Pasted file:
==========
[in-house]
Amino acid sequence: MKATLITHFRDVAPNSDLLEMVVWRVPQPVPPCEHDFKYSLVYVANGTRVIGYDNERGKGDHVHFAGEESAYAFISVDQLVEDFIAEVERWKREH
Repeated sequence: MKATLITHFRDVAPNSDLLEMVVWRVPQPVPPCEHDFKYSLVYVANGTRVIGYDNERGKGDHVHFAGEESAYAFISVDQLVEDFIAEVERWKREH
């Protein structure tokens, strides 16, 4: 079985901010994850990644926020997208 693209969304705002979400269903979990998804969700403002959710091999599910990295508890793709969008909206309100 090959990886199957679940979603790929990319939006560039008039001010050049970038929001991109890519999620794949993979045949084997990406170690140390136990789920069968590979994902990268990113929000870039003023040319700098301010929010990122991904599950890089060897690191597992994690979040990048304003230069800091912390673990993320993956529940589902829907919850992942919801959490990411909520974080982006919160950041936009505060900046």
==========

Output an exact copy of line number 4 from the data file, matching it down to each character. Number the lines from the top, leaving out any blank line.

């Protein structure tokens, strides 16, 4: 079985901010994850990644926020997208 693209969304705002979400269903979990998804969700403002959710091999599910990295508890793709969008909206309100 090959990886199957679940979603790929990319939006560039008039001010050049970038929001991109890519999620794949993979045949084997990406170690140390136990789920069968590979994902990268990113929000870039003023040319700098301010929010990122991904599950890089060897690191597992994690979040990048304003230069800091912390673990993320993956529940589902829907919850992942919801959490990411909520974080982006919160950041936009505060900046």